3. Tell this to their customers in plain English or $localLanguage on the product packaging. And NOT in fine print. Make it very obviously noticeable to the purchaser. This can and should be a signifiant selling point, really. If I'm at BestBuy/WalMart/etc. and see one router boldly telling me "We care about your security! To protect you and your data, this router will check weekly with $manufacturer and update itself to give you the most secure Internet experience possible." And it's sitting next to another router that says no such thing, I'd buy the one that will keep me safe.

  • by compro01 (777531) on Wednesday February 19, 2014 @11:33AM (#46286239)

    The important difference being that bug was fixed, as opposed to being left wide open forevermore.

  • by drinkypoo (153816) <martin.espinoza@gmail.com> on Wednesday February 19, 2014 @11:34AM (#46286265) Homepage Journal

    Sufficient to understand, that the underlying concept of UPnP is an abomination; a sick and distorted concept that deserves nothing less than an immediate death sentence, and to be buried along with The Funniest Joke In The World; never to be resurrected again.

    So how do you propose that my game on a machine on NAT arranges to receive UDP through the firewall? I'm supposed to manually configure firewall rules for each game? And then change them all if my IP changes?

  • by JDG1980 (2438906) on Wednesday February 19, 2014 @11:37AM (#46286295)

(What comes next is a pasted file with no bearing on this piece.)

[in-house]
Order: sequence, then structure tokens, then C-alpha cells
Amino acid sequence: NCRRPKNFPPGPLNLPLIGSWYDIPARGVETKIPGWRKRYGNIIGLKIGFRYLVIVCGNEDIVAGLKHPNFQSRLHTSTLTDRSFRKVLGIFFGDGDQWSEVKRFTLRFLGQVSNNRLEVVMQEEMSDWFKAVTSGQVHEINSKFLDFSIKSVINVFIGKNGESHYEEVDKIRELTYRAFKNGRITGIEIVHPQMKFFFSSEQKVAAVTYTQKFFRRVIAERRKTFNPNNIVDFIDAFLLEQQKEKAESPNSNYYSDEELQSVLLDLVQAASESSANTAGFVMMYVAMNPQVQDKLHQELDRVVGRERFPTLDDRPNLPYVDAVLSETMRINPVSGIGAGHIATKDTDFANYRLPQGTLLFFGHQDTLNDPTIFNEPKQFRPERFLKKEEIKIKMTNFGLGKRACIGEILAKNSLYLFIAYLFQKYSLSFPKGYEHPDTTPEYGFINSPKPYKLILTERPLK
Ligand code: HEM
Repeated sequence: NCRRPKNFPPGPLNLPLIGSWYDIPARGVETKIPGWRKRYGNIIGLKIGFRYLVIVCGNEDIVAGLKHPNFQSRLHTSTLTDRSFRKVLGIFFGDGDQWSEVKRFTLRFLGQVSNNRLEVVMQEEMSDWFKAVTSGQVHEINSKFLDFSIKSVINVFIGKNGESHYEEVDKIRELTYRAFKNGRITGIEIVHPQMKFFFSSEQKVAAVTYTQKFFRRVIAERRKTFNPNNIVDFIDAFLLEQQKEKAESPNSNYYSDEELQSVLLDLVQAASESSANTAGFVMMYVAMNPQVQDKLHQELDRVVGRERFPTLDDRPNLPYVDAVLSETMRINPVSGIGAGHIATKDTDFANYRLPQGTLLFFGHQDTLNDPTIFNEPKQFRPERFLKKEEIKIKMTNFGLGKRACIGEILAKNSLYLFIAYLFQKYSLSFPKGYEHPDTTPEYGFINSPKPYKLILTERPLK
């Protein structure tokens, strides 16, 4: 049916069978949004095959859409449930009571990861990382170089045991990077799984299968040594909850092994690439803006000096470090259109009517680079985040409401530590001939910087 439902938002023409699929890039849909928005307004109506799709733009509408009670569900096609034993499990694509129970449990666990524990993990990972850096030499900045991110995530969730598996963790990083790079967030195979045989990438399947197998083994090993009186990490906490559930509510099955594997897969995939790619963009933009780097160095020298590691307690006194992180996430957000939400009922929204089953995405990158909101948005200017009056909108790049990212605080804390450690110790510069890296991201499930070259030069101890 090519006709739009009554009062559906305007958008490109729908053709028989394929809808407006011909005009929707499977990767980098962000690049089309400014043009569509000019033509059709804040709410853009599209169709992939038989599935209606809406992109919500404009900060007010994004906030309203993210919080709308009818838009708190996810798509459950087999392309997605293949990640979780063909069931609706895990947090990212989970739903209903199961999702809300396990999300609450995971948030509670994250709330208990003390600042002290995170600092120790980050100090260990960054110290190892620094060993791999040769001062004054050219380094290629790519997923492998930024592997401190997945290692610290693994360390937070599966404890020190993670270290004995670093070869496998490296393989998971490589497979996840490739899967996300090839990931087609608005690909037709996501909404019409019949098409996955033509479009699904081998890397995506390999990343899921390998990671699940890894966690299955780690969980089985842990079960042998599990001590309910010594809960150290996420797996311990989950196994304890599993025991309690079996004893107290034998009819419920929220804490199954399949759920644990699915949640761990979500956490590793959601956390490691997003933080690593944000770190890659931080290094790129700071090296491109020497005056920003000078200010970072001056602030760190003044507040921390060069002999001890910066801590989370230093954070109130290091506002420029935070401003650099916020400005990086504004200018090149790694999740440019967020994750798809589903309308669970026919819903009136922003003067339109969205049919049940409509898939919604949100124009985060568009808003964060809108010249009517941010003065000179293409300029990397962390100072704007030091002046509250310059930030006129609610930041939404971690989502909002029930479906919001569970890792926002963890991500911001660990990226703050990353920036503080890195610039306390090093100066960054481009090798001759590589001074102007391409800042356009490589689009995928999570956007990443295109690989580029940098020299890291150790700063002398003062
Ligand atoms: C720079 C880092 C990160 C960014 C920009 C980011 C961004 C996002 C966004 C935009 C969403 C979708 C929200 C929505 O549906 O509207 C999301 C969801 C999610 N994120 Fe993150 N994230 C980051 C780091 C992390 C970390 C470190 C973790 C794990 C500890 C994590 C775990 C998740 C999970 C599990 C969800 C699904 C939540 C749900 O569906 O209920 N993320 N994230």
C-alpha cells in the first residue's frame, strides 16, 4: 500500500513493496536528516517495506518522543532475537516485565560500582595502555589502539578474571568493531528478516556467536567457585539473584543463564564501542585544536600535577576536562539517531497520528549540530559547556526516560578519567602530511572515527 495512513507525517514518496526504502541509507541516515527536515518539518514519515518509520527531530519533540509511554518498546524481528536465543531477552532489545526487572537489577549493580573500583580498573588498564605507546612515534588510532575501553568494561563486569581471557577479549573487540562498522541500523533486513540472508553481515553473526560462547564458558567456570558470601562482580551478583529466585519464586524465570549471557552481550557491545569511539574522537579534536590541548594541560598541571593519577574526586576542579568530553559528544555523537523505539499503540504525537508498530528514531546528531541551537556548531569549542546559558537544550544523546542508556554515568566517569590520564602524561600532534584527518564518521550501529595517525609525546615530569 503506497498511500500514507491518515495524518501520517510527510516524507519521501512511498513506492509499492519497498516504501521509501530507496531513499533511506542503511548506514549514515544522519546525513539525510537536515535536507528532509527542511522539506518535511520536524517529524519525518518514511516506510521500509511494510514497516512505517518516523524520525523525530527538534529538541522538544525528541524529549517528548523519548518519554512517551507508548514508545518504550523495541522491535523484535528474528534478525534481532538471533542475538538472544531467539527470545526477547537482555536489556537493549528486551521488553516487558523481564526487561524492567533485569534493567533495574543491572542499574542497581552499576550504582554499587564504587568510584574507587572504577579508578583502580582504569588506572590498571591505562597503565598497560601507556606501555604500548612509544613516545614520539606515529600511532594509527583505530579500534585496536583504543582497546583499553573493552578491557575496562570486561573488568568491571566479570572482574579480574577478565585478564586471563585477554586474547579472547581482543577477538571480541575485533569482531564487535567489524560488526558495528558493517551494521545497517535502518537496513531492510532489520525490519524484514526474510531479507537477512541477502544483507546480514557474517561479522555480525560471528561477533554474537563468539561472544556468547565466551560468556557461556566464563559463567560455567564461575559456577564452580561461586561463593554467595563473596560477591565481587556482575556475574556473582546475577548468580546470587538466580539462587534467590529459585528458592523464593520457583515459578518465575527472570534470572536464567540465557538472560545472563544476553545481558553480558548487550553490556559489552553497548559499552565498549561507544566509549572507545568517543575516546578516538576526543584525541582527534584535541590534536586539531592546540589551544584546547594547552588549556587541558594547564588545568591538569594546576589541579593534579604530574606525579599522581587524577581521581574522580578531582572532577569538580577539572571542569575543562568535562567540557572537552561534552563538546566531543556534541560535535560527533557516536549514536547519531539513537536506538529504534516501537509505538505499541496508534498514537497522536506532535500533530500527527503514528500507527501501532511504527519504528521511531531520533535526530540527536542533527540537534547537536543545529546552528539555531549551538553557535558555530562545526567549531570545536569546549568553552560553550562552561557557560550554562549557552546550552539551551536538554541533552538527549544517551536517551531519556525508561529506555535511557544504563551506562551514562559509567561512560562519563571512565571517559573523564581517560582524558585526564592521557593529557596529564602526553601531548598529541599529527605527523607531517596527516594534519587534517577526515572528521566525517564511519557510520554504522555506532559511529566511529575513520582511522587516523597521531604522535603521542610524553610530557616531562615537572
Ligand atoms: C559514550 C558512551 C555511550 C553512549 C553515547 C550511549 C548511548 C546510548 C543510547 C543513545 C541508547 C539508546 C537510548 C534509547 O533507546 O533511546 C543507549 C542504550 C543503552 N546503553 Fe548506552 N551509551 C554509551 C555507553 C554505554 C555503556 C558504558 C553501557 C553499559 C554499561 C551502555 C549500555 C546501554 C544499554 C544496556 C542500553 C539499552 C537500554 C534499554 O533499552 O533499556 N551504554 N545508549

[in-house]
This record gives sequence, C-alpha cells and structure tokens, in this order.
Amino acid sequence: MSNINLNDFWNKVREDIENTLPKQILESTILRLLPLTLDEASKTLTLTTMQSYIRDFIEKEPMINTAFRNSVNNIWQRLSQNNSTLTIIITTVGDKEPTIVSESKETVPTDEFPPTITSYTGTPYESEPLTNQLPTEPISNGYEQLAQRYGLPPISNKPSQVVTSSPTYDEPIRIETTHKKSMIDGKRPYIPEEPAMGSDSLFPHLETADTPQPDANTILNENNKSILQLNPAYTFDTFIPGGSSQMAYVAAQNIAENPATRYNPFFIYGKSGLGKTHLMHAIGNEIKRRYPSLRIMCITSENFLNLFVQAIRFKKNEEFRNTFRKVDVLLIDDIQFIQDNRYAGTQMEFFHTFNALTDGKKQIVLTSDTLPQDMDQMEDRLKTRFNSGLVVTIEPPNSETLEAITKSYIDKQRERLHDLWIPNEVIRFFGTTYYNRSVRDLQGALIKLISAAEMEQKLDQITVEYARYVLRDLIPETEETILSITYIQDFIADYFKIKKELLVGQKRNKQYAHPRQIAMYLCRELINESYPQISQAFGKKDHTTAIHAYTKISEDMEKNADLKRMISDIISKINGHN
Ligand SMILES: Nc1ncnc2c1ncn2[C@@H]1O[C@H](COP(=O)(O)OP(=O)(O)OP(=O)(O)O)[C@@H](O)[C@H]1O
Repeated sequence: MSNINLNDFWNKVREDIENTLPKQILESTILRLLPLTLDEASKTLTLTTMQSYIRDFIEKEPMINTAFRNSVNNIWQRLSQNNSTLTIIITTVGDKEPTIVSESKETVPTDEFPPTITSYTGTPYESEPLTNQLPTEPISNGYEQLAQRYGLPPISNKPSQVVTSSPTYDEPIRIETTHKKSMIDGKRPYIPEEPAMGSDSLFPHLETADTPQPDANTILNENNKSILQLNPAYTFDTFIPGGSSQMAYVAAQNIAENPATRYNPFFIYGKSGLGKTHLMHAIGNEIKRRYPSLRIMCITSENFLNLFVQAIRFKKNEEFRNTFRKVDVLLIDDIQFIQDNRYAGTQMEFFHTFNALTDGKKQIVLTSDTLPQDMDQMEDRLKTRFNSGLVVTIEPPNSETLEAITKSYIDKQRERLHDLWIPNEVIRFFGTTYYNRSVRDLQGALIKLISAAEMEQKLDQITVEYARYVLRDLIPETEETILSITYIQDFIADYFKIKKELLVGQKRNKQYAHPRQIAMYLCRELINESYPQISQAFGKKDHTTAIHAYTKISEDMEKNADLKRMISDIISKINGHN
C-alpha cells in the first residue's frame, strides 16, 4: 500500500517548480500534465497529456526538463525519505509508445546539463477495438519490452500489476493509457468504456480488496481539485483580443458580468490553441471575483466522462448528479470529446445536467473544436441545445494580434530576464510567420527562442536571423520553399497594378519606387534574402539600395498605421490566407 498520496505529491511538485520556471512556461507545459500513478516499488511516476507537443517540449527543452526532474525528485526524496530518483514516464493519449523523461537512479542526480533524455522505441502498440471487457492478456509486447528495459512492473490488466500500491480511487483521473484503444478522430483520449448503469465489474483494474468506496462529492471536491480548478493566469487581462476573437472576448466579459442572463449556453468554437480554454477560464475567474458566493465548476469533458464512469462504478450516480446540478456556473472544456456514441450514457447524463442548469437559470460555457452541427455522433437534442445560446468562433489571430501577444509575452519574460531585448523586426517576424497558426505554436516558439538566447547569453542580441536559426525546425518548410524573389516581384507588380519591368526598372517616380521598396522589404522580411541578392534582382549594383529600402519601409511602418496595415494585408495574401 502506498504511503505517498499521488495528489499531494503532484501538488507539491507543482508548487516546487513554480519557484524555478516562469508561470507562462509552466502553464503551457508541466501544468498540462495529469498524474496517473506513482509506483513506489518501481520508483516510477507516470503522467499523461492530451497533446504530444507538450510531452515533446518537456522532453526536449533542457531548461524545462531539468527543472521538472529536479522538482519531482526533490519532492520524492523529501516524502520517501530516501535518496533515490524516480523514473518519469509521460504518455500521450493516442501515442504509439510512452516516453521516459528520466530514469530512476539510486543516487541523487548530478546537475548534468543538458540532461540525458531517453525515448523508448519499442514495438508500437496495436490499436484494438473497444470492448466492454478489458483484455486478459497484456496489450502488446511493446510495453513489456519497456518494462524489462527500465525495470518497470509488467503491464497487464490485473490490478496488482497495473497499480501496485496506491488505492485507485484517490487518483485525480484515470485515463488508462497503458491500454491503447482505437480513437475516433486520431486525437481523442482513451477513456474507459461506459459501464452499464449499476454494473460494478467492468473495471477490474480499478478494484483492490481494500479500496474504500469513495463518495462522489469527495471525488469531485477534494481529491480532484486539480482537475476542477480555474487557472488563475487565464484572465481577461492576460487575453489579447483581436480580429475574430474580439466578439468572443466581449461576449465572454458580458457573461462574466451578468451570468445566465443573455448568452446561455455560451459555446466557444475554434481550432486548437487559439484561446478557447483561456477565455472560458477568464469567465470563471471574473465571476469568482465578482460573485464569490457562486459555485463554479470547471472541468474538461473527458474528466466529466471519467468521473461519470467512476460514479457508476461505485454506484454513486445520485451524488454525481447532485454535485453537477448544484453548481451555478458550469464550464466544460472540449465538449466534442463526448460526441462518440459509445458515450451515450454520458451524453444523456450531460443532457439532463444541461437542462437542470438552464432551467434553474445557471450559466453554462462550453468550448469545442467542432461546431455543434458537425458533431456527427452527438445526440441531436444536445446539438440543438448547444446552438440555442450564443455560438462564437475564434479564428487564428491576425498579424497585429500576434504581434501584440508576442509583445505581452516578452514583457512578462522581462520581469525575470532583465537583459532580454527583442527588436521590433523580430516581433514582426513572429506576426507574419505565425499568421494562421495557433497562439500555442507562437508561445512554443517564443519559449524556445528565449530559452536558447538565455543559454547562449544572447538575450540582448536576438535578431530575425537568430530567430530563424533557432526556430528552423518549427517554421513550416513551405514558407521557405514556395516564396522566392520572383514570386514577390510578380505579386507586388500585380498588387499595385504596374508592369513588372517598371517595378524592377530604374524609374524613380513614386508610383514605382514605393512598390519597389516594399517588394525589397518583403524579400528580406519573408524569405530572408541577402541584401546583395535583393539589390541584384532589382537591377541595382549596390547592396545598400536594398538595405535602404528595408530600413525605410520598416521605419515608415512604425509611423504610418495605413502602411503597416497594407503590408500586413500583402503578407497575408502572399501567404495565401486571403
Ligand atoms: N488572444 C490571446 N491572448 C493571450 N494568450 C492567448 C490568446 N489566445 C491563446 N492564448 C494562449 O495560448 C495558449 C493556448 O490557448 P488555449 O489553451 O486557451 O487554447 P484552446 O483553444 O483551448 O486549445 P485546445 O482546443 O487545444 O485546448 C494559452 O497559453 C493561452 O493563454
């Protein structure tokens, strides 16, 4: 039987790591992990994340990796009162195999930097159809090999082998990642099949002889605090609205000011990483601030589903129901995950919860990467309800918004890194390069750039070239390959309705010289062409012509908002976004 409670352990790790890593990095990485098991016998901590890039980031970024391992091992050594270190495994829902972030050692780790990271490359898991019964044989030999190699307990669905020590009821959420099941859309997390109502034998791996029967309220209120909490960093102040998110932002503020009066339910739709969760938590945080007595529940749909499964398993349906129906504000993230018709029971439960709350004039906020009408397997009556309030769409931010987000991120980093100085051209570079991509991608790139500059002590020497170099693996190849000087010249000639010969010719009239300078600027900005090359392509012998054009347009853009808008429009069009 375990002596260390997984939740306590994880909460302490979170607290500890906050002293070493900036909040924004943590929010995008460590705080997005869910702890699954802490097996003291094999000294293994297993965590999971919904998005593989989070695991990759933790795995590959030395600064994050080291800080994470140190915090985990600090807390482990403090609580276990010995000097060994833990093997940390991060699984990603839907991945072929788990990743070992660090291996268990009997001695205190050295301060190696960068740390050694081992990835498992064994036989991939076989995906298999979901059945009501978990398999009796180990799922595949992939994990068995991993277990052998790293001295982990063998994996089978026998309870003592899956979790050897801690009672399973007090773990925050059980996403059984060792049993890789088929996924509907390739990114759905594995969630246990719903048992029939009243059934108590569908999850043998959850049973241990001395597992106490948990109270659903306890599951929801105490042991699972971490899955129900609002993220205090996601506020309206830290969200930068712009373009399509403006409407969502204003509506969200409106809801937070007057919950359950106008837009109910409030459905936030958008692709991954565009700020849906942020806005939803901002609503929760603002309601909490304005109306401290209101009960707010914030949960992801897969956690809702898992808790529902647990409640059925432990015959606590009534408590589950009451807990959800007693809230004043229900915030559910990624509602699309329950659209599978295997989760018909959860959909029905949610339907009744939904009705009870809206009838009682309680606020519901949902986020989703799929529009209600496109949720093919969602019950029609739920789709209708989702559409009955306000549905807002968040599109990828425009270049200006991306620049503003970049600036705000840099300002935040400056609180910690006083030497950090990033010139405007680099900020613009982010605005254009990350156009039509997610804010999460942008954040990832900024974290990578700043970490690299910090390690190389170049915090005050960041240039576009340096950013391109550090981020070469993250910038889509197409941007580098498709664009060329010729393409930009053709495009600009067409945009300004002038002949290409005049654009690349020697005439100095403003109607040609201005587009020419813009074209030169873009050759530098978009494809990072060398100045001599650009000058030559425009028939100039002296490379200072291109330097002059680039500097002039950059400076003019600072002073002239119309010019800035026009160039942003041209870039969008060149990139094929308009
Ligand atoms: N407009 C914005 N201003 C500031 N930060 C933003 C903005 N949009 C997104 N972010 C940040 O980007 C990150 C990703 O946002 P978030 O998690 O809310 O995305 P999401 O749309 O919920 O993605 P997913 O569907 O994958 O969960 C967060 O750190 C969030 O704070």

By default, routers should ship with automatic firmware updates enabled. This should be difficult to disable and robust enough that it'll *just work* with no user intervention.

    The problem is that this kind of automatic update process can be a security hole in and of itself. If there is a way for a remote system to send updates to the router's firmware, then there is the potential for a malicious user to spoof the update and send their own custom-crafted exploit code.

  • by drinkypoo (153816) <martin.espinoza@gmail.com> on Wednesday February 19, 2014 @11:52AM (#46286457) Homepage Journal

    Incentive to pressure your ISP to support a well over a decade old technology, going on two decades.

    I have no viable alternatives. The ISP I'm using now is the best of three shitty options. I live in the USA, did you think I lived in the first world or something?

  • by Minwee (522556) <dcr@neverwhen.org> on Wednesday February 19, 2014 @12:00PM (#46286547) Homepage

    In fact, it was even fixed for devices which are no longer in production with no need for the original vendor to even still be in business. Open source is funny that way.

  • by jythie (914043) on Wednesday February 19, 2014 @12:02PM (#46286567)
    If your product can not be reasonably or safely configured by its target market, then while it is tempting to blame the individuals, it is the manufacturer who has failed.